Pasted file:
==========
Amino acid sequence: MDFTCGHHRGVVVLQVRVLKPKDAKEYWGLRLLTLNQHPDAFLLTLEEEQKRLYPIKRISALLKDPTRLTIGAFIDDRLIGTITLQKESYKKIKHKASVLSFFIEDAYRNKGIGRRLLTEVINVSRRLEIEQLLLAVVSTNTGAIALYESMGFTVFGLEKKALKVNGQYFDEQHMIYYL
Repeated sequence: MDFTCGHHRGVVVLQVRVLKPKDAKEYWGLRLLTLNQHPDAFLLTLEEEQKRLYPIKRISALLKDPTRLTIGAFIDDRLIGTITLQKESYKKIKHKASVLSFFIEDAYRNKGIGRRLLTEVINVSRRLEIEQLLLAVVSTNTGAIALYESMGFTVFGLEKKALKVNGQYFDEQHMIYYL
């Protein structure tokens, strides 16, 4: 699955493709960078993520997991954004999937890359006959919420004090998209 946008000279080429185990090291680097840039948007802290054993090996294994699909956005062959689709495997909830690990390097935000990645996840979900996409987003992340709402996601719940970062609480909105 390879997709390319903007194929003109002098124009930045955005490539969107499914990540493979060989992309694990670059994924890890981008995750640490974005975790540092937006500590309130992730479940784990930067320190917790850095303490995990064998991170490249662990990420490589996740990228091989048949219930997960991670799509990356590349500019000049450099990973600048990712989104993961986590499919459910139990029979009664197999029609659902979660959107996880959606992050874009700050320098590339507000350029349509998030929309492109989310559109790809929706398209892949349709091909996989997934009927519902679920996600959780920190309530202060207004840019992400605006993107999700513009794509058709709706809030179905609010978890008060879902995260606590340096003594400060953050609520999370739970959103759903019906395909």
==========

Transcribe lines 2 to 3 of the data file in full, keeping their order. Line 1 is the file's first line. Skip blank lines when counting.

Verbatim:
Repeated sequence: MDFTCGHHRGVVVLQVRVLKPKDAKEYWGLRLLTLNQHPDAFLLTLEEEQKRLYPIKRISALLKDPTRLTIGAFIDDRLIGTITLQKESYKKIKHKASVLSFFIEDAYRNKGIGRRLLTEVINVSRRLEIEQLLLAVVSTNTGAIALYESMGFTVFGLEKKALKVNGQYFDEQHMIYYL
């Protein structure tokens, strides 16, 4: 699955493709960078993520997991954004999937890359006959919420004090998209 946008000279080429185990090291680097840039948007802290054993090996294994699909956005062959689709495997909830690990390097935000990645996840979900996409987003992340709402996601719940970062609480909105 390879997709390319903007194929003109002098124009930045955005490539969107499914990540493979060989992309694990670059994924890890981008995750640490974005975790540092937006500590309130992730479940784990930067320190917790850095303490995990064998991170490249662990990420490589996740990228091989048949219930997960991670799509990356590349500019000049450099990973600048990712989104993961986590499919459910139990029979009664197999029609659902979660959107996880959606992050874009700050320098590339507000350029349509998030929309492109989310559109790809929706398209892949349709091909996989997934009927519902679920996600959780920190309530202060207004840019992400605006993107999700513009794509058709709706809030179905609010978890008060879902995260606590340096003594400060953050609520999370739970959103759903019906395909």